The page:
ISSN: 2332-2543
Journal of Biodiversity & Endangered Species
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Biodiversity and Vulture-Canid Relations

Michael O'Neal Campbell*
Simon Fraser University, British Columbia, Canada
Corresponding Author : Campbell M.O'Neal
Simon Fraser University, British Columbia, Canada
Tel: 2508163784
E-mail: ecol55@hotmail.com
Received January 1, 2015; Accepted January 2, 2015; Published January 12, 2015
Citation: Campbell MN (2015) Biodiversity and Vulture-Canid Relations. J Biodivers Endanger Species 3:e122. doi: 10.4172/2332-2543.1000e122
Copyright: © 2015 Campbell M. et al. This is an open-access article distributed under the terms of the Creative Commons Attribution License, which permits unrestricted use, distribution, and reproduction in any medium, provided the original author and source are credited.
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Introduction
The dominance of some species over other less dominant competitors may reduce biodiversity, and the the comparative ability of the latter species to adapt is crucial area of study for ecology. Scavenging, a major ecological activity, attracts competitors within dominance hierarchies. Vultures, the dominant 'full time' or obligate scavengers, must compete with mammalian, 'part time' or facultative scavengers such as canids (members of the dog family, including wolves, coyotes, jackals and foxes). The success of vultures in such relations depends on their relative (compared with the facultative scavengers) size, strength and predatory characteristics. Vulture characteristics are dependent on their evolutionary history. There are two main groups of birds termed as vultures, the New World Cathartid vultures (possibly related to or evolved from storks, but this is still debated, ranging in North and South America) and the Old World Accipitrid vultures (related to or evolved from eagles and hawks, ranging in Eurasia and Africa).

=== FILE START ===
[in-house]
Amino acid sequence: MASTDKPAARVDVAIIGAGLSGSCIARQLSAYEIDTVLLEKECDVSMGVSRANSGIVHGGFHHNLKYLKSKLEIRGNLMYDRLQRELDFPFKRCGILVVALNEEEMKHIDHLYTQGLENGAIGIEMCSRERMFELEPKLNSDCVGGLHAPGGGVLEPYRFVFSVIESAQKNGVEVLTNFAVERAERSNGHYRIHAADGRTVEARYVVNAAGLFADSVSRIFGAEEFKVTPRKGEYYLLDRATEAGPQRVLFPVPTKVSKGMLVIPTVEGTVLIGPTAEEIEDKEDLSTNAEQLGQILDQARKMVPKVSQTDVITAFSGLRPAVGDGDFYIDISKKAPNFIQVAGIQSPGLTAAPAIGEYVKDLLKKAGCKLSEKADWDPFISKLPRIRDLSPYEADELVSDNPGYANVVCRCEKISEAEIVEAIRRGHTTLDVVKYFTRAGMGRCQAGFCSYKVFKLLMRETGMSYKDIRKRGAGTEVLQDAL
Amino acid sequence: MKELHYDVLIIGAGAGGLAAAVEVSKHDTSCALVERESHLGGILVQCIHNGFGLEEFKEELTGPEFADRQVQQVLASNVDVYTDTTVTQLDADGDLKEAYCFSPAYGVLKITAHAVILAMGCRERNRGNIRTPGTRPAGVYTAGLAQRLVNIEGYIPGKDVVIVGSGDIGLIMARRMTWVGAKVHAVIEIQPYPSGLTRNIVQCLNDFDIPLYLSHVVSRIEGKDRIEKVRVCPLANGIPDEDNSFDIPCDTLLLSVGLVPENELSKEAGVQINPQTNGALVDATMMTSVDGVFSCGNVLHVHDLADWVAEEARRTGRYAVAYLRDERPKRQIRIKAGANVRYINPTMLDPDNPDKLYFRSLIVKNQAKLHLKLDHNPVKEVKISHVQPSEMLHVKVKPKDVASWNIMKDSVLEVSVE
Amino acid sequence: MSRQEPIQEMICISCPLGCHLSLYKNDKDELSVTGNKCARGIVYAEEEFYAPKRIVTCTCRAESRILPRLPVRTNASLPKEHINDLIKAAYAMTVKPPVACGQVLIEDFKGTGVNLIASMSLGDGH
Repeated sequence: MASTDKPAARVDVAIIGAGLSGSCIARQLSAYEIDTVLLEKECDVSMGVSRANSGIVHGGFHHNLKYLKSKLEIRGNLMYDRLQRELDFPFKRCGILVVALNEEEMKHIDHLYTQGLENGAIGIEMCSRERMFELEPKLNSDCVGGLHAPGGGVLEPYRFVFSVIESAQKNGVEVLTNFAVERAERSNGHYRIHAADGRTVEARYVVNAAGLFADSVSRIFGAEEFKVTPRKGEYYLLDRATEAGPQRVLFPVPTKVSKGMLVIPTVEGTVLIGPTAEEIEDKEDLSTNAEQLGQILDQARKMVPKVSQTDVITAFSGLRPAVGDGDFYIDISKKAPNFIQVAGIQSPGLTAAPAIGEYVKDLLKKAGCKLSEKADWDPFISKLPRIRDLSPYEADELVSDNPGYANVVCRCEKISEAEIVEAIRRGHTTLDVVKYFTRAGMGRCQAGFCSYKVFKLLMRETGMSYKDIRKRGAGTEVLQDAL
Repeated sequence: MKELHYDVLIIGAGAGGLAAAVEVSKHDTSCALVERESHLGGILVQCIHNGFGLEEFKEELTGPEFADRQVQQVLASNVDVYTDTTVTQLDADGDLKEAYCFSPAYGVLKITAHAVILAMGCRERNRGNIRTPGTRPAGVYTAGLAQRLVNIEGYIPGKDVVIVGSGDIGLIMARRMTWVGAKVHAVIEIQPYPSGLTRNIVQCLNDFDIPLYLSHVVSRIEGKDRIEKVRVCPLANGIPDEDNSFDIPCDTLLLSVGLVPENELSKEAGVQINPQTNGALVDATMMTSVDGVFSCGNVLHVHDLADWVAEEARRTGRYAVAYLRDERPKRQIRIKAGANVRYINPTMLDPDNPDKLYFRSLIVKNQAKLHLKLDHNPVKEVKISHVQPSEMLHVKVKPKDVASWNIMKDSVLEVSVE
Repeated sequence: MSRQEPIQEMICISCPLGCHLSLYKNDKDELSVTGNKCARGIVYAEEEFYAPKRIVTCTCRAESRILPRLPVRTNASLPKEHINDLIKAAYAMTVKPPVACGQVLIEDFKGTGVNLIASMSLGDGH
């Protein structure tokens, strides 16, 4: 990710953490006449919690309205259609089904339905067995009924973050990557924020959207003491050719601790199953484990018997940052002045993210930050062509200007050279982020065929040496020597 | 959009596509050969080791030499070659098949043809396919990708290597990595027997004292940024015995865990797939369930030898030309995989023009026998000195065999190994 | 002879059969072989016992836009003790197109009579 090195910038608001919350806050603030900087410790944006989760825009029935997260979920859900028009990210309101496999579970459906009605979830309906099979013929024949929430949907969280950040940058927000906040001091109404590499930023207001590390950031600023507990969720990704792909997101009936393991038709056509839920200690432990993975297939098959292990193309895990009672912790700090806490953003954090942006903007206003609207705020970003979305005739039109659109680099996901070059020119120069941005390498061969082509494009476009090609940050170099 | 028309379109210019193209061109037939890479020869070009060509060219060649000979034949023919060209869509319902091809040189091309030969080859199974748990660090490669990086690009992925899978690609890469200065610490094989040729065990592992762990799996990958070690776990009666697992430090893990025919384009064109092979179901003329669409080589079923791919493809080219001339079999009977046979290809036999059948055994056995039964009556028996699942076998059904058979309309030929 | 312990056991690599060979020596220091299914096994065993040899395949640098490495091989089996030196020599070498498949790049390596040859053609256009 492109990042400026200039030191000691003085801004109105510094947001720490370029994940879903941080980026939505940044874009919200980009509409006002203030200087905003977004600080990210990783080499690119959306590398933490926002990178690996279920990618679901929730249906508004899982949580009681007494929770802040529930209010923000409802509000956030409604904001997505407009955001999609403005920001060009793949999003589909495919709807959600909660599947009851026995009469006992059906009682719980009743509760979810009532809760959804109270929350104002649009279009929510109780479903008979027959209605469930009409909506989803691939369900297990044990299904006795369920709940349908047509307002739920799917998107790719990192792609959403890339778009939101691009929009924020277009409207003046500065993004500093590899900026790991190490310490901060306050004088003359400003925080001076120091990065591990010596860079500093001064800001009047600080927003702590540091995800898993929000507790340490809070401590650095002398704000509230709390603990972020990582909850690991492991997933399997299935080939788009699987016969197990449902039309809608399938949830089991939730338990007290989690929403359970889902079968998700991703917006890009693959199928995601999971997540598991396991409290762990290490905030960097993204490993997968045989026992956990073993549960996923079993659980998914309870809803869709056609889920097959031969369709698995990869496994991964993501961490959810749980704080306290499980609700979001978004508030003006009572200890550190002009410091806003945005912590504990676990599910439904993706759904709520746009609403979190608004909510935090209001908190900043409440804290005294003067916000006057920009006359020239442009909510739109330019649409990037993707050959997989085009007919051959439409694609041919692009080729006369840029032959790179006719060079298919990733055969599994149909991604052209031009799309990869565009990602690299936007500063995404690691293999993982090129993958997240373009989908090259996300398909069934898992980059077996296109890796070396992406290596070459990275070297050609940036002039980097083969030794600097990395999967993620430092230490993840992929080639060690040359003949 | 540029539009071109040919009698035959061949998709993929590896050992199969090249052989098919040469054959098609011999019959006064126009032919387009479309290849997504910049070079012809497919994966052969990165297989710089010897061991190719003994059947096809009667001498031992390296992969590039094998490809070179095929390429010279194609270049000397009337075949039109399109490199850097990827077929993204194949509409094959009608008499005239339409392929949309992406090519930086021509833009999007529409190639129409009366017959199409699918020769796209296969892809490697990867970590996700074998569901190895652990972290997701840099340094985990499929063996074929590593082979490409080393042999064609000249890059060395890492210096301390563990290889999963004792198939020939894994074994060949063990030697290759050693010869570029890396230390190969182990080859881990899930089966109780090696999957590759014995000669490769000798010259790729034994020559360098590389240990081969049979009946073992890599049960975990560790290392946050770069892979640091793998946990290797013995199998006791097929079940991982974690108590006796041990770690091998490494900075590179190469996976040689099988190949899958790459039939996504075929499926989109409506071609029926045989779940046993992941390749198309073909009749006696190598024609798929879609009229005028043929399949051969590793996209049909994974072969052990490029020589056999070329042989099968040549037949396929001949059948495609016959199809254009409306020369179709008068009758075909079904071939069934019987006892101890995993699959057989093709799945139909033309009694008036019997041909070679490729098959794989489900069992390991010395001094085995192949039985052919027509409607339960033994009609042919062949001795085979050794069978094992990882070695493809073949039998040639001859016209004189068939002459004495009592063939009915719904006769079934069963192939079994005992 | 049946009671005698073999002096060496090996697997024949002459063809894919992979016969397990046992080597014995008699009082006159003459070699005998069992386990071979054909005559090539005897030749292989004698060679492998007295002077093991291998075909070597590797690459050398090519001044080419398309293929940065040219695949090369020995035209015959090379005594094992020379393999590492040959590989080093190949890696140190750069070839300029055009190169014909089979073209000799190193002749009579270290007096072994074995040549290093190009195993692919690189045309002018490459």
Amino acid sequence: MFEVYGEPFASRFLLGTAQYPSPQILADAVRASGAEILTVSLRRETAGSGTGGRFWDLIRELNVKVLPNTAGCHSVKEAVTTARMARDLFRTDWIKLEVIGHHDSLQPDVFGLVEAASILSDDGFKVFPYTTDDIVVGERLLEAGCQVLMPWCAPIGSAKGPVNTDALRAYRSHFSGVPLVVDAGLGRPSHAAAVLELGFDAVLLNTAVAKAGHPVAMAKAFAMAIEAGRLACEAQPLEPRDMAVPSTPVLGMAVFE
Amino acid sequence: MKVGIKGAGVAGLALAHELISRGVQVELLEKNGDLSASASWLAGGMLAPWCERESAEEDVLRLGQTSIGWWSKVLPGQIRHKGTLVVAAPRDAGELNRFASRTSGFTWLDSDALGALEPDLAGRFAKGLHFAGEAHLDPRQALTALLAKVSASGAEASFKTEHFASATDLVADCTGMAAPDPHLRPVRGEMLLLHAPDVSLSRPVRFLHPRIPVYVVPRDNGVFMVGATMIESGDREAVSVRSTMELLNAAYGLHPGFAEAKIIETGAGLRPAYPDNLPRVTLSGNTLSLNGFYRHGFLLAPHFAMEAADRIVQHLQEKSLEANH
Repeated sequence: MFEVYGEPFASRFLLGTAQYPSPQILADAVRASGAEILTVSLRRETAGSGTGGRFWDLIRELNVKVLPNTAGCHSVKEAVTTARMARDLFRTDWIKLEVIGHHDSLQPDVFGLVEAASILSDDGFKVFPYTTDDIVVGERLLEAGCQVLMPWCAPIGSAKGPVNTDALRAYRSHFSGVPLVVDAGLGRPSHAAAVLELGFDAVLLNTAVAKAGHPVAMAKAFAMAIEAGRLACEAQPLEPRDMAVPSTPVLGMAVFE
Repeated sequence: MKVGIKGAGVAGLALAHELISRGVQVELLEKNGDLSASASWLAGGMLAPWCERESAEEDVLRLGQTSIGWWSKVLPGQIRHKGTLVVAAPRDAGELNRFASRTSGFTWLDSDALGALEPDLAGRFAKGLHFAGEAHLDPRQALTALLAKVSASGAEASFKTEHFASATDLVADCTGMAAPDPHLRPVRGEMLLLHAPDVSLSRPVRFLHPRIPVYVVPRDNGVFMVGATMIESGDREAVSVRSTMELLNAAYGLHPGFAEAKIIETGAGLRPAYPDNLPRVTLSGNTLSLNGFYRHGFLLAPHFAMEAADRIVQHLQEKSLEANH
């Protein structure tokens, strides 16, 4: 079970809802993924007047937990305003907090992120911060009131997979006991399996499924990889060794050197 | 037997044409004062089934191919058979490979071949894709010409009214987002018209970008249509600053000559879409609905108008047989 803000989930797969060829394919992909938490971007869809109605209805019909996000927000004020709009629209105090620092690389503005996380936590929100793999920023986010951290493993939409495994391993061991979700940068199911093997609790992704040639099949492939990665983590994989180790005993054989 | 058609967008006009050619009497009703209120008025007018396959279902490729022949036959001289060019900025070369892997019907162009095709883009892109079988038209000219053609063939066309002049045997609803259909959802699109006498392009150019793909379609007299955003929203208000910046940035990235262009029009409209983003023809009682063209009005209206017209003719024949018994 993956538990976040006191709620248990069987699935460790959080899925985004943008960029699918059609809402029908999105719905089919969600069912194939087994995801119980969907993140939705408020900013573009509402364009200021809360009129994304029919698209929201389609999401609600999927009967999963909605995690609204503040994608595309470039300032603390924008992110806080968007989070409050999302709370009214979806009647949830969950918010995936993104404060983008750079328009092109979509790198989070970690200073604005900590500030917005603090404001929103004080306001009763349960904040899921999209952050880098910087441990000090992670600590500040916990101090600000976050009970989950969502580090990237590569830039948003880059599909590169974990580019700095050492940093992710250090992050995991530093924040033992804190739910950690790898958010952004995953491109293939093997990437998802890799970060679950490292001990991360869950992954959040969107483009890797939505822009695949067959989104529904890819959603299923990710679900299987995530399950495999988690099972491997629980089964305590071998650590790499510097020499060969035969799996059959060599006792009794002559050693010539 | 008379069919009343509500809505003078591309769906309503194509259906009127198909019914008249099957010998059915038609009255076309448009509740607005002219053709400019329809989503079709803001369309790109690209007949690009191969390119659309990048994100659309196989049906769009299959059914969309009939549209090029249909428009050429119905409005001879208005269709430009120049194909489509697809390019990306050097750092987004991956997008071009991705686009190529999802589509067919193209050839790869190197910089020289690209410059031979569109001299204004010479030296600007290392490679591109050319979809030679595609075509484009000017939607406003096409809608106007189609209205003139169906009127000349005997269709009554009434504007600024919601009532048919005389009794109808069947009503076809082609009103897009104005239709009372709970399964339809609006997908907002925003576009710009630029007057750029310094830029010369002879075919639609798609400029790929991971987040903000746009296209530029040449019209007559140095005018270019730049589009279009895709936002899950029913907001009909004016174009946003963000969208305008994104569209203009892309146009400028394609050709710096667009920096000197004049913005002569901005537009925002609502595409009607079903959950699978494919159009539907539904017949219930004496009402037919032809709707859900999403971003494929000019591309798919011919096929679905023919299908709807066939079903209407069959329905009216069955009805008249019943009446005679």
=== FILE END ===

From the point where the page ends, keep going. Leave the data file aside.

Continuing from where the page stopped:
The Cathartid and Accipitrid vultures have common and varied characteristics. Common attributes of all but two vulture species are featherless or nearly featherless heads/necks, obligate or specialized scavenging (rather than facultative or part time scavenging), soaring flight, and with scientific investigation, the possession of long intestines, strong stomach acids for the digestion of carrion and weaker feet than the predatory raptors [1-3]. The New World Cathartids differ from the Old World Accipitrid vultures in among others; thermoregulation (like storks, they defecate on their legs and feet for cooling purposes, termed urohidrosis); clawed but weaker feet [4]; different leg and pelvic muscle anatomy; and a comparatively weaker bill [5,6].
Vultures and Canids